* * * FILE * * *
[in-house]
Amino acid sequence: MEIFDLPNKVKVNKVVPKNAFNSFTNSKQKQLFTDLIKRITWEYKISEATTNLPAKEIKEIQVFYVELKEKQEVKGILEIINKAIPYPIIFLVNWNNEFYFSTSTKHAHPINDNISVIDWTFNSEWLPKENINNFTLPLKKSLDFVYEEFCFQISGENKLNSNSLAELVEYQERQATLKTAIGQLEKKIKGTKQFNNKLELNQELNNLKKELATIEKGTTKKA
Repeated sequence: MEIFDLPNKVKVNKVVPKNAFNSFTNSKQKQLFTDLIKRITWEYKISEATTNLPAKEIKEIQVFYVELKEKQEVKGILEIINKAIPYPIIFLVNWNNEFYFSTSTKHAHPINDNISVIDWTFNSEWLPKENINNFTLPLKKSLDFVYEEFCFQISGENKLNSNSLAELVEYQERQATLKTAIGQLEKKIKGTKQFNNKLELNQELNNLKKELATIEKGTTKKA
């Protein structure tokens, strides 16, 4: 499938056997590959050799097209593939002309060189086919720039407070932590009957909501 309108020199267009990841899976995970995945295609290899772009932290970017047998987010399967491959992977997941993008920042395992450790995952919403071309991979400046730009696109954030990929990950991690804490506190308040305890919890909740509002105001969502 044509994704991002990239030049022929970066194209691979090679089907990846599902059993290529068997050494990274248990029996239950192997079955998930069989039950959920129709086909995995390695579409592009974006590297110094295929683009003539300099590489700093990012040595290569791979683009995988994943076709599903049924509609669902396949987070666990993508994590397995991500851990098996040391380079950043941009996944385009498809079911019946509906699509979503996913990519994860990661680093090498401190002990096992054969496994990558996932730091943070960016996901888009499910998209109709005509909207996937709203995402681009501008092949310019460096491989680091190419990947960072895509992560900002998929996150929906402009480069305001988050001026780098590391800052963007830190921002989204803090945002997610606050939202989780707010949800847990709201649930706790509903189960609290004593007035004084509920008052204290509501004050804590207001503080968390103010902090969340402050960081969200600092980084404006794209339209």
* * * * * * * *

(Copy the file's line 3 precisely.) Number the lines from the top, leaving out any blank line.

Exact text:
Repeated sequence: MEIFDLPNKVKVNKVVPKNAFNSFTNSKQKQLFTDLIKRITWEYKISEATTNLPAKEIKEIQVFYVELKEKQEVKGILEIINKAIPYPIIFLVNWNNEFYFSTSTKHAHPINDNISVIDWTFNSEWLPKENINNFTLPLKKSLDFVYEEFCFQISGENKLNSNSLAELVEYQERQATLKTAIGQLEKKIKGTKQFNNKLELNQELNNLKKELATIEKGTTKKA